How We Got Here — A Kansas City Education Timeline

– [Narrator] To take note
means to pay attention. This is our city, our schools
and it’s our future at stake. But it we’re to realize the
dream of a better future, we have to revisit the past
in issues that have taken decades to develop. Take Note is going to
examine events and characters that will make you proud,
angry and uncomfortable, but it’s necessary
because from Hickman Mills to Bonner Springs, from
Blue Valley to Independence. The quality of our K
through 12 education systems here in the Kansas City
Metro impacts us all. The Kansas City,
Missouri school district came to be in 1867. Soon, public schools were
required for all children, so long as whites were educated in schools separate from blacks. Students entered the work
force between the ages of 11 and 13, if they
did go to high school, Kansas City Central High
was the most prestigious. Before 1900, Quality
Hill was home to the Kansas City’s elite. That wouldn’t last. The winds of change blew off
the growing stock yards below, making the neighborhood
less than desirable. Luxury homes became boarding
houses to increasing numbers of blacks and
immigrants seeking work. By 1910, Quality Hill
was deemed a slum. A young Olathe born man named James Clyde Nichols
observed it all. He developed the Mission
Hills Country Club district. J. C. sold more than homes,
he sold a way of life that included planned parks,
churches and yes, schools. He also used something
called restrictive covenants to ensure property
values remained stable. Those covenants specify
who the property could and couldn’t be sold
to in the future. Expansion outward continued. In 1922, Shawnee Mission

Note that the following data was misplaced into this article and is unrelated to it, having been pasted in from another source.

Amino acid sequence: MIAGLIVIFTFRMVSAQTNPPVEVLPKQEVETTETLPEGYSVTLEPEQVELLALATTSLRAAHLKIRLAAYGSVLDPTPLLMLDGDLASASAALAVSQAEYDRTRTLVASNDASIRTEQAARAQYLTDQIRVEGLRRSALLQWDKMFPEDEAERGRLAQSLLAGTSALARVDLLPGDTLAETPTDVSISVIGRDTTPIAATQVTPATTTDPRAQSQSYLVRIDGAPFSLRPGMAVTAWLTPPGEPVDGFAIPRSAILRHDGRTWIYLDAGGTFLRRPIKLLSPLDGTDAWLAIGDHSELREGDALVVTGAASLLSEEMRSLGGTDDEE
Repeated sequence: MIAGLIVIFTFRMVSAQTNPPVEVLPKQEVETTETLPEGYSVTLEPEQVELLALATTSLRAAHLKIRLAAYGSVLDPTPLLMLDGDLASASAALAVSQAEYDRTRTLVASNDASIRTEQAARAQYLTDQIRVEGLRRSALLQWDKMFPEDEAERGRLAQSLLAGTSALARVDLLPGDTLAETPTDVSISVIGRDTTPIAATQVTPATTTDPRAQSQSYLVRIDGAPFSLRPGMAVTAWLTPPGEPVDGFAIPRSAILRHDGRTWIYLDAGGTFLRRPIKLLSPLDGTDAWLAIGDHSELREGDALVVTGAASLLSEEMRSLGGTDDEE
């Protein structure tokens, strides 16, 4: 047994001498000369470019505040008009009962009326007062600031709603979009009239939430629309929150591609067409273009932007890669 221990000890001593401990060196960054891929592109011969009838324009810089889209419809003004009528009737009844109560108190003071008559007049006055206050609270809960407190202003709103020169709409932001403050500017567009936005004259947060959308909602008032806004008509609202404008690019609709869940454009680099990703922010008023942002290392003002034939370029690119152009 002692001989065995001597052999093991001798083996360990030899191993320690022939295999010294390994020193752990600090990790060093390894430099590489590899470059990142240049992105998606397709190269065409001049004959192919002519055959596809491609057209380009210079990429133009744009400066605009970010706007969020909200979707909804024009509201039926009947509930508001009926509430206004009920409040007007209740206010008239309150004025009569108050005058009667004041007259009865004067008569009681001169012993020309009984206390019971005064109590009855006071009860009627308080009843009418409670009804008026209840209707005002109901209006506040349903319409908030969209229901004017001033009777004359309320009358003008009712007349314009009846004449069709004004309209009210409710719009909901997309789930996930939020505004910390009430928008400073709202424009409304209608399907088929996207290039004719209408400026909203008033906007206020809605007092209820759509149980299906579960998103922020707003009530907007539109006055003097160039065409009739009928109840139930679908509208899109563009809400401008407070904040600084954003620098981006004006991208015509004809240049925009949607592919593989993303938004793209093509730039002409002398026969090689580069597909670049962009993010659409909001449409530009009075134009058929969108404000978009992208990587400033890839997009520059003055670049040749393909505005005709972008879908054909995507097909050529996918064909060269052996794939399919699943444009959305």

Rural High opened. The Great Depression created
an unintended consequence. With so few jobs
available, teens began to stay longer in school. In 1948, tensions developed
when South Park Elementary was built in Johnson
County as an alternative to the outdated Walker
Elementary School. South Park, however,
didn’t allow blacks. Teachers Corinthian Nutter and
Hazel Weddington protested. By 1949, the Kansas
Supreme Court had ruled that a public schools
system couldn’t segregate students because of race. In 1954, Brown vs
Board of Education made segregation
illegal nationwide. Sprawl became an enormous
concern for Kansas City city mananger L. P. Cookingham. The population and tax base
was continuing to decline. Cookingham responded
by annexing land. By the 1960’s, the city had
grown by more than 200 miles, but the Kansas City school
district remained the same size. In 1965, the Olathe
school district was formed via consolidation. In 1968, the Shawnee Mission
school district was formed. By 1970, student’s scores in
Kansas City began falling. In 1977, a Kansas City,
Missouri school district sued the state of behalf
of the district’s students to correct racial inequality. The litigation would be the
driving factor in Kansas City education for the next 26 years. In 1985, US History Court
Judge, Russel Clarke, found the state of Missouri was
liable for segregated schools. And multi-million dollar
remedies were set in motion to improve facilities
and programs. Magnet schools were established
to attract white students, but by 1995, the district
had little to show for the expenditures in
terms of improving scores. Missouri authorizes the creation of charters schools in 1998. By 1999, the Kansas
City school district couldn’t meet even
one of the academic performance standards
and lost accreditation. Growth and prosperity
was seen primarily on the Kansas side of the
state line in districts including Blue Valley,
Olathe and Shawnee Mission. In 2005, the Kansas
State Supreme Court directs lawmakers to come
up with a plan to provide more funding to K
through 12 schools. The year 2007 brought the
Independence districts annexation of seven
schools from Kansas City. Then Super Intendant,
John Covington, called for the closure of 29
of the district’s 61 schools. In the fall of 2016,
the Kansas City district hits the full accreditation
mark for the first time in nearly three decades. That same year, the
Kansas Supreme Court finds that funding to K through
12 schools is unequitable. There’s so much to examine,
so much to do, so Take Note. This is our city, our
schools, our future. (slow playful music)

Leave a Reply

Your email address will not be published. Required fields are marked *